© Copyright Policy - creativeCommonsBy-nc-nd
Related In: Results  -  Collection

License
Show All Figures
getmorefigures.php?uid=PMC5016618&req=5

jmrs162-fig-0001: Bladder volumes outlined in the focal system exceeding the V50 < 50 Gy planning dose constraint.7 (V50 < 50 Gy: 50% of bladder volume to receive < 50 Gy).
Mentions: In order to determine an appropriate bladder volume range that would satisfy planning constraints, 524 bladder volumes were retrospectively analysed from prostate planning assessment data in our electronic medical record system (Mosaiq™, Elekta Pty Ltd., North Sydney, Australia) collected across three departments between November 2008 and November 2011. Bladder volumes ranged from 41 mL to 1526 mL, with a mean volume of 321 mL (SD 190 mL). An analysis of the bladder volume versus the number of patients exceeding the V50 < 50 Gy bladder planning constraint8 used in our institute showed an inverse relationship with larger bladder volumes increasingly meeting treatment criteria (Fig. 1). With a target bladder volume of 250–350 mL, the chances of exceeding the V50 < 50 Gy bladder constraint was <5%. Based on these observations this was selected as the target bladder volume range for subsequent work in evaluating and developing the protocol for use of the bladder scanner.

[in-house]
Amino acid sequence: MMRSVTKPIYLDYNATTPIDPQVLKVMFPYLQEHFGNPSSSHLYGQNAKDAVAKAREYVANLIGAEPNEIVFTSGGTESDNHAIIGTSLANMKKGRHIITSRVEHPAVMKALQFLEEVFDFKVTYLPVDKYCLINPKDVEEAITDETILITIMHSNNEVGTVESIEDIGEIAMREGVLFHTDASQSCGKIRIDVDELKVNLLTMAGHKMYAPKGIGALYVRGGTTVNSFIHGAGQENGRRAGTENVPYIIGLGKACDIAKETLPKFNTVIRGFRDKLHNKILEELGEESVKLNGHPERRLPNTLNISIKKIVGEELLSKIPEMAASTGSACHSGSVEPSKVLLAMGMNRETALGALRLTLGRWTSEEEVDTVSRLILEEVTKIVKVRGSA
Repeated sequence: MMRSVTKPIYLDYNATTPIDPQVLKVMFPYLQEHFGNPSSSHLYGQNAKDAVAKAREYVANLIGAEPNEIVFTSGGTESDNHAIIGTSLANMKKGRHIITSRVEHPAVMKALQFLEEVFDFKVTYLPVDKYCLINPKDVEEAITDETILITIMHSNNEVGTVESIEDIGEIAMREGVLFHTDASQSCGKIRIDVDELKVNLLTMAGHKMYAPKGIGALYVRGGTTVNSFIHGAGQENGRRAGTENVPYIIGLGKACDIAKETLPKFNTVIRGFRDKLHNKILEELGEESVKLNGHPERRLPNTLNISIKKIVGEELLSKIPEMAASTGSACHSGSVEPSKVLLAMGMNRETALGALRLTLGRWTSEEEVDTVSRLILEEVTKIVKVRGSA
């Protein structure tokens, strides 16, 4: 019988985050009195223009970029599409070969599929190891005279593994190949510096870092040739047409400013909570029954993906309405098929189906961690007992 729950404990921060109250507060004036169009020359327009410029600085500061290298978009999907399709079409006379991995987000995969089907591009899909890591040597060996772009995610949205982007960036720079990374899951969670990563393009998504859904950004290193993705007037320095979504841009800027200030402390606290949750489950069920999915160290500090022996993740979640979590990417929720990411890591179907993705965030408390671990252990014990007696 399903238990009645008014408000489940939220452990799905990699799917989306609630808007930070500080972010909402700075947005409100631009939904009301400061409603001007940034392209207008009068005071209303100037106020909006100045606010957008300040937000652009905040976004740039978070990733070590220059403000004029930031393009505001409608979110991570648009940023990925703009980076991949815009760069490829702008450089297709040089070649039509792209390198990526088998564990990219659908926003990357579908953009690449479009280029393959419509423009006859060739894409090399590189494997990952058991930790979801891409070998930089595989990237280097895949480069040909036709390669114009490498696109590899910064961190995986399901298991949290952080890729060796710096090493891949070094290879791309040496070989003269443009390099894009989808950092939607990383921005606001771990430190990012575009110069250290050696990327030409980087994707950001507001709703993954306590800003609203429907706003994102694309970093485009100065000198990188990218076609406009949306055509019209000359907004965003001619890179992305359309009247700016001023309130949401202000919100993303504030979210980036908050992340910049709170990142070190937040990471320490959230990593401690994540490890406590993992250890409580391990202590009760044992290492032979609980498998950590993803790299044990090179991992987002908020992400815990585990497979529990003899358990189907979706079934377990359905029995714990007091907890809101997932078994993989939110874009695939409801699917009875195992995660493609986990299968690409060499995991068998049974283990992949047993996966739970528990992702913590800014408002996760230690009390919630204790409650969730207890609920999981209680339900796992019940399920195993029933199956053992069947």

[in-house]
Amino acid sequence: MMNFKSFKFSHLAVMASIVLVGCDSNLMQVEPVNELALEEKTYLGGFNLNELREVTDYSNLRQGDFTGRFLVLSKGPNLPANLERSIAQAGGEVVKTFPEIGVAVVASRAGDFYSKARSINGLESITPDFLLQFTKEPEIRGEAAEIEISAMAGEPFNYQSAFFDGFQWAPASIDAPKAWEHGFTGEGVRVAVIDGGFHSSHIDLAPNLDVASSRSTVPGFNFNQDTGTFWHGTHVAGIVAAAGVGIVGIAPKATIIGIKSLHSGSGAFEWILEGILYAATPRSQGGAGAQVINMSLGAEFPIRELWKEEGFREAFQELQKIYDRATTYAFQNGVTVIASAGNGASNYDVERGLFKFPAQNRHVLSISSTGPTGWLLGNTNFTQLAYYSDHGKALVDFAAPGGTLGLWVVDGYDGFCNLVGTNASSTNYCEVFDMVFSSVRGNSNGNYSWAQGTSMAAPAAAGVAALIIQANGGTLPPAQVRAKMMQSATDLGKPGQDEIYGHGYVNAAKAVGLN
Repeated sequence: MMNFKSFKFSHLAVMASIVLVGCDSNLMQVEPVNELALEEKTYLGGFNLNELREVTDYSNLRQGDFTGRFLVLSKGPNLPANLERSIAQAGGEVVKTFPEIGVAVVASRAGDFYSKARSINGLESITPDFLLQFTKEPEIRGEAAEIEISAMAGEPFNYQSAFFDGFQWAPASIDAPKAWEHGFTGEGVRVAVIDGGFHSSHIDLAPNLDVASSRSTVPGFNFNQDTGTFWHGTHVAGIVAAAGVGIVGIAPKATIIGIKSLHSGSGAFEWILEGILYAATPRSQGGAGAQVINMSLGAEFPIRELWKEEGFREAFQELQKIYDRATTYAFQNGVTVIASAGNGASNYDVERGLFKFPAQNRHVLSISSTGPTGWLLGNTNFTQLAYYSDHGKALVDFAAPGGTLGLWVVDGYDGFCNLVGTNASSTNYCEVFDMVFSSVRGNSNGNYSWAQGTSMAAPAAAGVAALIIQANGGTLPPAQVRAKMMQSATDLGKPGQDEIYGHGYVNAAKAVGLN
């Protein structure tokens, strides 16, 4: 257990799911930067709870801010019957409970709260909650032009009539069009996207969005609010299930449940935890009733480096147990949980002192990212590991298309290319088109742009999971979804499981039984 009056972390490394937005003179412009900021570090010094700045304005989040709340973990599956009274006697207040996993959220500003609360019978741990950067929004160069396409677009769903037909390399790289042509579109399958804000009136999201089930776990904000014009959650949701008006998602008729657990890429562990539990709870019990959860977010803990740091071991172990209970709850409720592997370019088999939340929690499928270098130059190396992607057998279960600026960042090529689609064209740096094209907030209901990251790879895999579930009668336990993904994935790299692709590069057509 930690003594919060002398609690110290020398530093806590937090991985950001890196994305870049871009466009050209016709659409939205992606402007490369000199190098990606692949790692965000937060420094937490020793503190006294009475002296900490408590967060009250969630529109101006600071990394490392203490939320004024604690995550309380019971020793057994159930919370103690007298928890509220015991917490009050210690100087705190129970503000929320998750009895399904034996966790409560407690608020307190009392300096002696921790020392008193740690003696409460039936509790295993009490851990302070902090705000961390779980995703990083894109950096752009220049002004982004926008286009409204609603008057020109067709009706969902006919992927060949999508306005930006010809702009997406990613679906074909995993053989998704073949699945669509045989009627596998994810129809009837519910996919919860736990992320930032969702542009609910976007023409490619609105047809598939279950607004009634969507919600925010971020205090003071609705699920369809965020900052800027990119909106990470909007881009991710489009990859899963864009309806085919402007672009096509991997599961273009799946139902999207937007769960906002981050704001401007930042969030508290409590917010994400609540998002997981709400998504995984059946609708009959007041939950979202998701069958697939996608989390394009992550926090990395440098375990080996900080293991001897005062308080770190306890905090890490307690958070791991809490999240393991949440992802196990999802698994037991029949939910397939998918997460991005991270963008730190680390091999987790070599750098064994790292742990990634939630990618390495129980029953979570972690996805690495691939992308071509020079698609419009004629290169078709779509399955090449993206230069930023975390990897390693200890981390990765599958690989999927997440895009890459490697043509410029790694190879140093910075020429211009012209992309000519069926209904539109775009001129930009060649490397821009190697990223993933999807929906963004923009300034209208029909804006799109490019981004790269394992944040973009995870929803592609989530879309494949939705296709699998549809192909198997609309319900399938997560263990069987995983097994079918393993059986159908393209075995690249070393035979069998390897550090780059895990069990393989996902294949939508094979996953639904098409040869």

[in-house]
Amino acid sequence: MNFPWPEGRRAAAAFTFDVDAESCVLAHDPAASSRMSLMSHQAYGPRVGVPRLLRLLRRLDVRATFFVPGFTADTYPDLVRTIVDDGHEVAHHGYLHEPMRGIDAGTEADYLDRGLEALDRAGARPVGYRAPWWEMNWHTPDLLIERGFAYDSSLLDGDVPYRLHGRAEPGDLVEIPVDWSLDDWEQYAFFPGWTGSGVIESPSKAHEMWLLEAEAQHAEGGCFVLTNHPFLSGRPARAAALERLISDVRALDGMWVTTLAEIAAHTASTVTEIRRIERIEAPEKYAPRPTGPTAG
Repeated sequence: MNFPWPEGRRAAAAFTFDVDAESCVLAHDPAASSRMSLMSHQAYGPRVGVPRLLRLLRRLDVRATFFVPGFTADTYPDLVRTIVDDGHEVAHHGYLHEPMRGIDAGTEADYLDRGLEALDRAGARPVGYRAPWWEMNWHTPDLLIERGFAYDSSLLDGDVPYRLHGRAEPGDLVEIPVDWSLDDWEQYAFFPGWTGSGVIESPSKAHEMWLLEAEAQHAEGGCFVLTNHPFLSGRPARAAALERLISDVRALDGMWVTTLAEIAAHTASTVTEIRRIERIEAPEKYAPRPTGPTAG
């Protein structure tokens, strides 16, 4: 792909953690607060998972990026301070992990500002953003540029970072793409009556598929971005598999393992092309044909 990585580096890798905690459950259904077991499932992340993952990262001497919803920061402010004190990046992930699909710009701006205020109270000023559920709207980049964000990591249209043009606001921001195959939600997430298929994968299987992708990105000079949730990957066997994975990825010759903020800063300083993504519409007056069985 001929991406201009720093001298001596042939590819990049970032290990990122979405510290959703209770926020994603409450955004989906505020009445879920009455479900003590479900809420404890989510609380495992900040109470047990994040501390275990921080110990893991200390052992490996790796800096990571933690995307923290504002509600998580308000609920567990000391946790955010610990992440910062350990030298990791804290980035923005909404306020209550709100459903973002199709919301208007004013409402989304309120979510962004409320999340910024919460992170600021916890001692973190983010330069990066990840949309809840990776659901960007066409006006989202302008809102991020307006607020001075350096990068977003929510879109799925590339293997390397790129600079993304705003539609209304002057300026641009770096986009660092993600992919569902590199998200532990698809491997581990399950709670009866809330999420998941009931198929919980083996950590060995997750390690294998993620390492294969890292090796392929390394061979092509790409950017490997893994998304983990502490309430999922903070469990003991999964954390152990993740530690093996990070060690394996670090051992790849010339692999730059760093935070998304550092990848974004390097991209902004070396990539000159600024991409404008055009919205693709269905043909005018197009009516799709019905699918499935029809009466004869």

View Article: PubMed Central - PubMed

ABSTRACT

Introduction: Evidence of variations in bladder filling effecting prostate stability and therefore treatment and side&#8208;effects is well established with intensity modulated radiation therapy (IMRT). This study aimed to increase bladder volume reproducibility for prostate radiation therapy by implementing a bladder scanning (BS) protocol that could assist patients' bladder filling at computed tomography (CT) simulation and treatment.